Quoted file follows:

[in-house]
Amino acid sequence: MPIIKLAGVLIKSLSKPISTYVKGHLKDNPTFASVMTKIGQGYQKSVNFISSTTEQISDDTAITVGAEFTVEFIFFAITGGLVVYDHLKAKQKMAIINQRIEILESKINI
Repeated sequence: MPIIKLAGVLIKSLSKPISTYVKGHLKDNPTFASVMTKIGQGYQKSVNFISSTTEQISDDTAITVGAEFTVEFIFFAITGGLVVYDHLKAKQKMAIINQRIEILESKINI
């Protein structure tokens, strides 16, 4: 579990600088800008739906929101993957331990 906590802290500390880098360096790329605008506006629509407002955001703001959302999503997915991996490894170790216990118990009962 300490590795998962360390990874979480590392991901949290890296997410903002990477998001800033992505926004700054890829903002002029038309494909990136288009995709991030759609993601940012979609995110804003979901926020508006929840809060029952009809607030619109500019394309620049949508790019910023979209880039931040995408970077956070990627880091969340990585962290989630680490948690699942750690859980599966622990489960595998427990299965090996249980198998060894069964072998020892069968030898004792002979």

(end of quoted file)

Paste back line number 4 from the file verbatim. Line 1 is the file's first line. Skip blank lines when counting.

């Protein structure tokens, strides 16, 4: 579990600088800008739906929101993957331990 906590802290500390880098360096790329605008506006629509407002955001703001959302999503997915991996490894170790216990118990009962 300490590795998962360390990874979480590392991901949290890296997410903002990477998001800033992505926004700054890829903002002029038309494909990136288009995709991030759609993601940012979609995110804003979901926020508006929840809060029952009809607030619109500019394309620049949508790019910023979209880039931040995408970077956070990627880091969340990585962290989630680490948690699942750690859980599966622990489960595998427990299965090996249980198998060894069964072998020892069968030898004792002979």